The String Quartet in F major, Op. 96, nicknamed the American Quartet, is the 12th string quartet composed by Antonín Dvořák. It was written in 1893, during Dvořák’s time in the United States. The quartet is one of the most popular in the chamber music repertoire.
Dvořák composed the quartet in 1893 during a summer vacation from his position as director (1892–1895) of the National Conservatory in New York City. He spent his vacation in the town of Spillville, Iowa, which was home to a Czech immigrant community. Dvořák had come to Spillville through Josef Jan Kovařík who had finished violin studies at the Prague Conservatory and was about to return to Spillville, his home in the United States, when Dvořák offered him a position as secretary, which Josef Jan accepted, so he came to live with the Dvořák family in New York. He told Dvořák about Spillville, where his father Jan Josef was a schoolmaster, which led to Dvořák deciding to spend the summer of 1893 there.
In that environment, and surrounded by beautiful nature, Dvořák felt very much at ease. Writing to a friend he described his state of mind, away from hectic New York: “I have been on vacation since 3 June here in the Czech village of Spillville and I won’t be returning to New York until the latter half of September. The children arrived safely from Europe and we’re all happy together. We like it very much here and, thank God, I am working hard and I’m healthy and in good spirits.” He composed the quartet shortly after the New World Symphony, before that work had been performed.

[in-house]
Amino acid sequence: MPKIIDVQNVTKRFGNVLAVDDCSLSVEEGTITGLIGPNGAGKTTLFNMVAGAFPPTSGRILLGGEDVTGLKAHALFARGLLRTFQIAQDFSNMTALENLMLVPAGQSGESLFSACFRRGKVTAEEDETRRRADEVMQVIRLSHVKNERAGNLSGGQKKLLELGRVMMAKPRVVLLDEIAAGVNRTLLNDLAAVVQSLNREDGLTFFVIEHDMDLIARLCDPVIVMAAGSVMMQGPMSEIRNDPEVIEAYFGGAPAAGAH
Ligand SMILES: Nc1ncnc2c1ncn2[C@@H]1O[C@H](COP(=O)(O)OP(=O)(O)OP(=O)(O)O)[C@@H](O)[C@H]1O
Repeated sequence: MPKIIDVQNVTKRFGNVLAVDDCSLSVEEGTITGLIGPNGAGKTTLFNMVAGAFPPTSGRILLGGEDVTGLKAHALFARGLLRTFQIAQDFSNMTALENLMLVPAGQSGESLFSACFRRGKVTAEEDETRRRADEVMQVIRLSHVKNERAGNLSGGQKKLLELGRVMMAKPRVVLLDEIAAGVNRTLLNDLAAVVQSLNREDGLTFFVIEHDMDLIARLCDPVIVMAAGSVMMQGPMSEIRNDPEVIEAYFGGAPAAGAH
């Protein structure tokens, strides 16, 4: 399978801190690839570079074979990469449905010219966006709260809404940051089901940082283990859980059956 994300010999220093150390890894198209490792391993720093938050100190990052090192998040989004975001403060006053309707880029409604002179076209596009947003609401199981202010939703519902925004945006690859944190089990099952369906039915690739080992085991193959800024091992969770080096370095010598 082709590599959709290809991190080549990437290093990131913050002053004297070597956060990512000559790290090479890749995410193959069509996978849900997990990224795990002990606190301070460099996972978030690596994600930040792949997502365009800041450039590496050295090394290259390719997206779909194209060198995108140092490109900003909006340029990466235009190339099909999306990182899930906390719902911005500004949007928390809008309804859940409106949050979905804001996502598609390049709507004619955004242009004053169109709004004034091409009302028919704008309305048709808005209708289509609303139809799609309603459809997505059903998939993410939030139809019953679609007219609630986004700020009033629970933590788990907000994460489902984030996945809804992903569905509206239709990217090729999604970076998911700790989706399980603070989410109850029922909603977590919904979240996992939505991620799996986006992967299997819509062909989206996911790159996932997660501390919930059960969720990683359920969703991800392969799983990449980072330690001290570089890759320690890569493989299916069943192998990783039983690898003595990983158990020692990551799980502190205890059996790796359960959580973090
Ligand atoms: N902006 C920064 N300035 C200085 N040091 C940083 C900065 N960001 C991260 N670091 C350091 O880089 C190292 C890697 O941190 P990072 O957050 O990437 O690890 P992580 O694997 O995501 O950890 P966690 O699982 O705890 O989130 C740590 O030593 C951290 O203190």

Dvořák sketched the quartet in three days and completed it in thirteen more days, finishing the score with the comment “Thank God! I am content. It was fast.” It was his second attempt to write a quartet in F major: his first effort, 12 years earlier, produced only one movement. The American Quartet proved a turning point in Dvořák’s chamber music output: for decades he had toiled unsuccessfully to find a balance between his overflowing melodic invention and a clear structure. In the American Quartet it finally came together. Dvořák defended the apparent simplicity of the piece: “When I wrote this quartet in the Czech community of Spillville in 1893, I wanted to write something for once that was very melodious and straightforward, and dear Papa Haydn kept appearing before my eyes, and that is why it all turned out so simply. And it’s good that it did.”
For his symphony Dvořák gave the subtitle himself: “From the New World”. To the quartet he gave no subtitle himself, but there is the comment “The second composition written in America.”
Dvorak – String Quartet No. 12 in F major